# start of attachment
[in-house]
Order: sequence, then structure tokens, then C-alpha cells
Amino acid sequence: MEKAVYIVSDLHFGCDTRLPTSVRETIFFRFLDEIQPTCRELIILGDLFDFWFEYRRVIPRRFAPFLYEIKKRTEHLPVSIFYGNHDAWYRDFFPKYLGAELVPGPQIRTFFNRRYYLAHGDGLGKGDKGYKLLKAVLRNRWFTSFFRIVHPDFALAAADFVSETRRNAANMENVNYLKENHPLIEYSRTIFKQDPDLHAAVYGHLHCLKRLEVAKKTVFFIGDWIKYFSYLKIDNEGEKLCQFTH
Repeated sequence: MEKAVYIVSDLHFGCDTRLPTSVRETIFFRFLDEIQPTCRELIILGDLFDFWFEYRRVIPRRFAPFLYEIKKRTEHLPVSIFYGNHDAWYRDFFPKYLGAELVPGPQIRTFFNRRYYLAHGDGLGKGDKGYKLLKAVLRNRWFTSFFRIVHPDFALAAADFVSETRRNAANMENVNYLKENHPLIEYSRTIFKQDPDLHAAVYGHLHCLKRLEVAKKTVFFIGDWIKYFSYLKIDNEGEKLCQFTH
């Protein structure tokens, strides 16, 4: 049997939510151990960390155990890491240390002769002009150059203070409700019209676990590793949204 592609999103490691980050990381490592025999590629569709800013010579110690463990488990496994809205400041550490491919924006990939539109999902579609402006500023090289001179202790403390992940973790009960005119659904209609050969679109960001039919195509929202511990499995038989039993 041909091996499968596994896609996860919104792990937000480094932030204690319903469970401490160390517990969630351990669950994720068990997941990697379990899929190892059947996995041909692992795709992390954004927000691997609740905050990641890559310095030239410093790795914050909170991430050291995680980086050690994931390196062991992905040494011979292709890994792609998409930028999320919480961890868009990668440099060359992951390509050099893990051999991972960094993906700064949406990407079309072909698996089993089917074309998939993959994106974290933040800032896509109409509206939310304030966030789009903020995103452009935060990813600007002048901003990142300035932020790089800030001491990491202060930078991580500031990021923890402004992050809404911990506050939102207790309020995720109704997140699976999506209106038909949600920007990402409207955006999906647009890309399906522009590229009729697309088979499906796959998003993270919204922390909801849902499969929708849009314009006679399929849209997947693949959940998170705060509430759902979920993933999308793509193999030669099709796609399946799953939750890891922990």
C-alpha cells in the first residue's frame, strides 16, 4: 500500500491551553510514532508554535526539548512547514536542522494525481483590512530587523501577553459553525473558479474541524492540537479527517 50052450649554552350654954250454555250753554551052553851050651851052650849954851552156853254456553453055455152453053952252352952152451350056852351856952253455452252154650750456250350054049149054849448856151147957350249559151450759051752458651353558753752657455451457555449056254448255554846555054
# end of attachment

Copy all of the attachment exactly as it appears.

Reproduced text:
[in-house]
Order: sequence, then structure tokens, then C-alpha cells
Amino acid sequence: MEKAVYIVSDLHFGCDTRLPTSVRETIFFRFLDEIQPTCRELIILGDLFDFWFEYRRVIPRRFAPFLYEIKKRTEHLPVSIFYGNHDAWYRDFFPKYLGAELVPGPQIRTFFNRRYYLAHGDGLGKGDKGYKLLKAVLRNRWFTSFFRIVHPDFALAAADFVSETRRNAANMENVNYLKENHPLIEYSRTIFKQDPDLHAAVYGHLHCLKRLEVAKKTVFFIGDWIKYFSYLKIDNEGEKLCQFTH
Repeated sequence: MEKAVYIVSDLHFGCDTRLPTSVRETIFFRFLDEIQPTCRELIILGDLFDFWFEYRRVIPRRFAPFLYEIKKRTEHLPVSIFYGNHDAWYRDFFPKYLGAELVPGPQIRTFFNRRYYLAHGDGLGKGDKGYKLLKAVLRNRWFTSFFRIVHPDFALAAADFVSETRRNAANMENVNYLKENHPLIEYSRTIFKQDPDLHAAVYGHLHCLKRLEVAKKTVFFIGDWIKYFSYLKIDNEGEKLCQFTH
């Protein structure tokens, strides 16, 4: 049997939510151990960390155990890491240390002769002009150059203070409700019209676990590793949204 592609999103490691980050990381490592025999590629569709800013010579110690463990488990496994809205400041550490491919924006990939539109999902579609402006500023090289001179202790403390992940973790009960005119659904209609050969679109960001039919195509929202511990499995038989039993 041909091996499968596994896609996860919104792990937000480094932030204690319903469970401490160390517990969630351990669950994720068990997941990697379990899929190892059947996995041909692992795709992390954004927000691997609740905050990641890559310095030239410093790795914050909170991430050291995680980086050690994931390196062991992905040494011979292709890994792609998409930028999320919480961890868009990668440099060359992951390509050099893990051999991972960094993906700064949406990407079309072909698996089993089917074309998939993959994106974290933040800032896509109409509206939310304030966030789009903020995103452009935060990813600007002048901003990142300035932020790089800030001491990491202060930078991580500031990021923890402004992050809404911990506050939102207790309020995720109704997140699976999506209106038909949600920007990402409207955006999906647009890309399906522009590229009729697309088979499906796959998003993270919204922390909801849902499969929708849009314009006679399929849209997947693949959940998170705060509430759902979920993933999308793509193999030669099709796609399946799953939750890891922990």
C-alpha cells in the first residue's frame, strides 16, 4: 500500500491551553510514532508554535526539548512547514536542522494525481483590512530587523501577553459553525473558479474541524492540537479527517 50052450649554552350654954250454555250753554551052553851050651851052650849954851552156853254456553453055455152453053952252352952152451350056852351856952253455452252154650750456250350054049149054849448856151147957350249559151450759051752458651353558753752657455451457555449056254448255554846555054